Several records from the Texas Gulf Coast, just west of coastal Louisiana, demolish Sixty Minutes’ claim that 16 inches in two days is somehow a rare or unprecedented event, and that “climate change” is the culprit. For example, over 36 inches of rain fell in Thrall, Texas in eighteen hours in 1921, over twice the amount in less than half the time.
Tropical Storm Amelia dumped 48 inches on Texas in 1978. Tropical Storm Claudette inundated Texas with 54 inches in 1979 – and deluged the little town of Alvin, Texas with 43 inches in just 24 hours; that one-day record still stands. Houston’s Buffalo Bayou flood water level topped out at 62.7 feet during Hurricane Harvey in 2017 – but its waters reached 54.4 feet in 1935, when Houston had far less concrete and (relatively, for this mostly flat, low-lying city) better drainage.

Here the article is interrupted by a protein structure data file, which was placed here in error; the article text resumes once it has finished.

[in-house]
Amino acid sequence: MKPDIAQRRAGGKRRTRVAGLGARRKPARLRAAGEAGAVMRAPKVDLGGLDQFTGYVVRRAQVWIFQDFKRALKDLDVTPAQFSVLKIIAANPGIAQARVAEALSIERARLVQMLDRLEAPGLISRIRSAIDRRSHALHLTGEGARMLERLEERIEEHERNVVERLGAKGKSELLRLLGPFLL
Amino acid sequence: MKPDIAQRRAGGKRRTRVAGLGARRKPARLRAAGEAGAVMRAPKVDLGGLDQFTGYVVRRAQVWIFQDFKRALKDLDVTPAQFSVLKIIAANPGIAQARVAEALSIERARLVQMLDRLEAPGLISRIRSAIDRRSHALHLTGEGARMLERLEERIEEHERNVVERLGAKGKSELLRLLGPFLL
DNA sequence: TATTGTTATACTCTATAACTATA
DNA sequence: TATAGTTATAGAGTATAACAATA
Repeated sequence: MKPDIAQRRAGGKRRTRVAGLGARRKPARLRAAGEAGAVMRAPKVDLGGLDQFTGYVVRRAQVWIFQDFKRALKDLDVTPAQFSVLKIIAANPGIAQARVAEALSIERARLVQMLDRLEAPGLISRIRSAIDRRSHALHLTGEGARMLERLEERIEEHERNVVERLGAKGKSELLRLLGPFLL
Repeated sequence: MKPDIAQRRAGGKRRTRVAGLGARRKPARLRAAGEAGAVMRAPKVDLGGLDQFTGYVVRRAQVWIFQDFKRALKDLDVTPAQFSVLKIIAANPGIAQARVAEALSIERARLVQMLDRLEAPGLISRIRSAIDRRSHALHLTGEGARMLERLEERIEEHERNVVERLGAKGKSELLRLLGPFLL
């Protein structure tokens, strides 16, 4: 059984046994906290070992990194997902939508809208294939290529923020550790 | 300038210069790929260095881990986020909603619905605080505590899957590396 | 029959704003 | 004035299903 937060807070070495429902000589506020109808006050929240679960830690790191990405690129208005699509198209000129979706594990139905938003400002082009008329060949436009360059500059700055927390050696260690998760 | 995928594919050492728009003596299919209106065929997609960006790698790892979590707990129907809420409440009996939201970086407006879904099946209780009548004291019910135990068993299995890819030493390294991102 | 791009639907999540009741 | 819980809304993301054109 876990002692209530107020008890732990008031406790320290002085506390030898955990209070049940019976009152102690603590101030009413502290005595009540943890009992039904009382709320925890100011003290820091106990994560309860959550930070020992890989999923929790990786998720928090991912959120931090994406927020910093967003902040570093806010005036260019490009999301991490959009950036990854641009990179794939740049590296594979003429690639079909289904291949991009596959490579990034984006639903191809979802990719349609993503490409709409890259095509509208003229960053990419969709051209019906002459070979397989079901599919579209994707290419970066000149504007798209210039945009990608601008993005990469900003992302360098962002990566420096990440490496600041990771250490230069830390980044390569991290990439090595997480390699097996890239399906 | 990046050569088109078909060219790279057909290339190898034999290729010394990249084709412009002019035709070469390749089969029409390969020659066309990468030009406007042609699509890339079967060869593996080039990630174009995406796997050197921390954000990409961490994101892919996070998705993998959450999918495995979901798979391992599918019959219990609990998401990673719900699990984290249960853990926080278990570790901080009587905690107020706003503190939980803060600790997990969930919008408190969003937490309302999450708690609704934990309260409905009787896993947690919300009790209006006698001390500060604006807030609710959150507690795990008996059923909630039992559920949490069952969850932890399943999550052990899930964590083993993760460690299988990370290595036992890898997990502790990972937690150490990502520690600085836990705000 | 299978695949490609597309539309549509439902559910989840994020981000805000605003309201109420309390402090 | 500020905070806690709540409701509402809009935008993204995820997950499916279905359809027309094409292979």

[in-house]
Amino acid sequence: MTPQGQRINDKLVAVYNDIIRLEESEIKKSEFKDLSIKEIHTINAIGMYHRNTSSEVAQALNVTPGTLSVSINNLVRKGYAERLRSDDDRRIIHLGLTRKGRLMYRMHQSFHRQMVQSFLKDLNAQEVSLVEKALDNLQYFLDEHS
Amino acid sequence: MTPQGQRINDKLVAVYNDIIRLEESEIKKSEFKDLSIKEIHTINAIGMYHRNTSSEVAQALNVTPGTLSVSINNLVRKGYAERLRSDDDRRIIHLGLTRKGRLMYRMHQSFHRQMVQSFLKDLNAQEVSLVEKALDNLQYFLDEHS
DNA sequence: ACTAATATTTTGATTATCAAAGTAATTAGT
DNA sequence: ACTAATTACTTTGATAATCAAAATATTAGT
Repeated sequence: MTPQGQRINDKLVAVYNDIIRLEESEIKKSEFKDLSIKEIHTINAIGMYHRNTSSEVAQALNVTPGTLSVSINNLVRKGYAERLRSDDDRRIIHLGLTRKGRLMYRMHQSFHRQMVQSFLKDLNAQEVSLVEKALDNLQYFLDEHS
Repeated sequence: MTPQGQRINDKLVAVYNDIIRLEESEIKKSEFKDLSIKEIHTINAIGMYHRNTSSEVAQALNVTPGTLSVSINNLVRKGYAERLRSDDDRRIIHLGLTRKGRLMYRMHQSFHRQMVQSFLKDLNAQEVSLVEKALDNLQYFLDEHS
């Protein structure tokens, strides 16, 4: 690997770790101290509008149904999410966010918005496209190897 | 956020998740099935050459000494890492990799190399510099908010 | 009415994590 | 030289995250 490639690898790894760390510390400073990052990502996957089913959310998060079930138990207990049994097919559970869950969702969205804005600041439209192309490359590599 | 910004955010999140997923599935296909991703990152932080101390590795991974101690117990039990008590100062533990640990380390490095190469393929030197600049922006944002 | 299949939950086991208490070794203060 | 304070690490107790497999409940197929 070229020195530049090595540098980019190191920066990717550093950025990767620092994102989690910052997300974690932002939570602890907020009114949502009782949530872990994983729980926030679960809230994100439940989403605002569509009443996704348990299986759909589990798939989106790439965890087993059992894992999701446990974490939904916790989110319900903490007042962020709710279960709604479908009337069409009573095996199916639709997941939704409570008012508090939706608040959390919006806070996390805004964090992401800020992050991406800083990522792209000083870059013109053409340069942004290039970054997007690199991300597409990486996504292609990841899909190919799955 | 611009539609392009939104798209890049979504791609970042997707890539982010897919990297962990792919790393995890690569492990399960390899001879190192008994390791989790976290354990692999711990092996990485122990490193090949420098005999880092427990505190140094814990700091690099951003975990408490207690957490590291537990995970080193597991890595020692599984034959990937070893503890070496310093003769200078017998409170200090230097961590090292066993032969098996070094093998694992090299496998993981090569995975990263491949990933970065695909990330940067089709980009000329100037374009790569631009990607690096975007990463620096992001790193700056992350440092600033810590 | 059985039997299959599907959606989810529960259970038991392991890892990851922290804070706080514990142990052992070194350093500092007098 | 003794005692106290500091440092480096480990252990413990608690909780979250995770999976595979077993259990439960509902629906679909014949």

Still further east, Hurricane Easy deluged Florida with 45.2 inches in 1950. In fact, extremely heavy rainfall is a common artifact of the “current climate” that the USA and humanity have been experiencing for many generations.
When a strong tropical cyclone has access to abundant moisture evaporating from a large body of warm water like the Gulf of Mexico – and that situation combines with little inland movement by the cyclone – you get record rain, climatologist Dr. Roy Spencer has explained. That doesn’t always or usually happen, but history shows that it nevertheless happens with some regularity.
Ironies of history, concerns for America’s future